The couscous was from a box that included a packet of lemon and herb seasoning along with about 1.5 cups of chicken broth. The asparagus was cut to fit inside the jar and mixed simply with some butter, salt and one cup of water. Basically, both jars were filled to the brim with liquid.

Then they were ready to go.

The execution

Food in dishwasher
Credit: Mike Roorda/Reviewed

In all accounts that I looked at, one full dish cycle that takes right around an hour should do the trick.

Our dishwasher at Reviewed is newer, so one full cycle takes about three hours.

Another issue was the heat. The process is basically sous vide, which is a water bath or steam environment somewhere between about 130-140 degrees Fahrenheit.

Our dishwasher was probably not going to get up to that temperature and was going to be at about 120 degrees since it had a longer cycle.

Nonetheless we decided to give the original plan of about one hour a shot, so we put the salmon and two mason jars on the top rack and set a cycle on with plans to stop in a hour.

Dishwasher view
Credit: Mike Roorda/Reviewed

*I will note that we did not include any plates or dish soap for this experiment just to see if cooking the food was even possible without ruining anything else, but more on that later.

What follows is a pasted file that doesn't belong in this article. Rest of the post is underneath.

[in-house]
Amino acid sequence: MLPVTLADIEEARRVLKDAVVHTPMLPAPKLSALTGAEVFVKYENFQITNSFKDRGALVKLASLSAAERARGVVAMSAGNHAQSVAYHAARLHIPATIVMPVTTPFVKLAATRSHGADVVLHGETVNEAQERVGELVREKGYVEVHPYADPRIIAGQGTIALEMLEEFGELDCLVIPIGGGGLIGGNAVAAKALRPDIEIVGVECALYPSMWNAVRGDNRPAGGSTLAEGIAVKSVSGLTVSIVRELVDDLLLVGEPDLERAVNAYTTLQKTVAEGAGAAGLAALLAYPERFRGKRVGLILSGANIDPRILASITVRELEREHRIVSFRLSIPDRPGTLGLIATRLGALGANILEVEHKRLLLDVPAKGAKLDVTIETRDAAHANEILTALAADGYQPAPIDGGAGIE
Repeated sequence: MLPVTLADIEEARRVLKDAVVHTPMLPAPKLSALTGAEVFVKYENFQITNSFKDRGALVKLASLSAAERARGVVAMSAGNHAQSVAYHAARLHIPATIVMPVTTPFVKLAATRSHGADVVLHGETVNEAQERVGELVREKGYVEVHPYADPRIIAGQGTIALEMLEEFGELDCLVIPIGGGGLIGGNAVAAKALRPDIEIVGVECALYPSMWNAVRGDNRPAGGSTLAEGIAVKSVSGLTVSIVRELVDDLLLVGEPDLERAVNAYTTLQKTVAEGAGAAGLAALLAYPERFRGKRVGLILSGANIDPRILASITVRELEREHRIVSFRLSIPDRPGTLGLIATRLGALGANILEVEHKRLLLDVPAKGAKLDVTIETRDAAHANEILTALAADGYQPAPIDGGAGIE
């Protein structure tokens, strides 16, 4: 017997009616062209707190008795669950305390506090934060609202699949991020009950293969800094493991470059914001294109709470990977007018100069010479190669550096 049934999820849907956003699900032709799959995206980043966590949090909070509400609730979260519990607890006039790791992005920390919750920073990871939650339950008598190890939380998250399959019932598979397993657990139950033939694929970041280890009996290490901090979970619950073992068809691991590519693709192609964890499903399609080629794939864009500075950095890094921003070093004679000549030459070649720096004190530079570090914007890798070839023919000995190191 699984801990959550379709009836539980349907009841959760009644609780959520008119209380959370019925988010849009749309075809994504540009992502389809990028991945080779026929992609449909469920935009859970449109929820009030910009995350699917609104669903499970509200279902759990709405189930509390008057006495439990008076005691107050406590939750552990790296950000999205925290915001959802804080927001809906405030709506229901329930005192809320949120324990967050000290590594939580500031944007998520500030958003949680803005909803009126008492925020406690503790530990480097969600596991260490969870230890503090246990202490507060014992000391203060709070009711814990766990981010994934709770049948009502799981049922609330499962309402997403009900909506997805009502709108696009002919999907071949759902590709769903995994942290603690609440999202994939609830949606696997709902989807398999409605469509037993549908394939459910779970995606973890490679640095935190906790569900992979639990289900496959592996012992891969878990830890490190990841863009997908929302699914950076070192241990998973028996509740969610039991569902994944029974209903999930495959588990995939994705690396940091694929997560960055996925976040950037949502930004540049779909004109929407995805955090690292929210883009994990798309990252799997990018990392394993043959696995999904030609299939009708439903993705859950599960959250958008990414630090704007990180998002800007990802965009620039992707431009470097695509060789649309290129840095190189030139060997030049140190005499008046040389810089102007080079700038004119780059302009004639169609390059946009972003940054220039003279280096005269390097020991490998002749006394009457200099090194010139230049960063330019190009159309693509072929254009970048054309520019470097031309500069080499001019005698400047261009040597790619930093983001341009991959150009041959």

The results

Final close-up
Credit: Mike Roorda/Reviewed

We came back after an hour of running it and stopped the cycle, pulling everything out. All parts were hot or at least warm to the touch and there was no sign of water in the foil packet or jars. Thankfully, nothing had broken either.

The only sign the salmon had been in there was a slight smell in the dishwasher which was not overpowering, just barely noticeable.

First we started with the sides. I opened the jar with the asparagus, took one out and ate it. It wasn’t fully cooked, offering a peek into the future of our experiment. It wasn’t bad or raw, but more time would’ve rendered it softer and more flavorful.

Then it was on to the couscous, which looked very much like it did when I first put it in the dishwasher, sitting on the bottom all clumped up with the broth on top. After scooping a little bit out and taking a bite, I determined that it was undercooked too.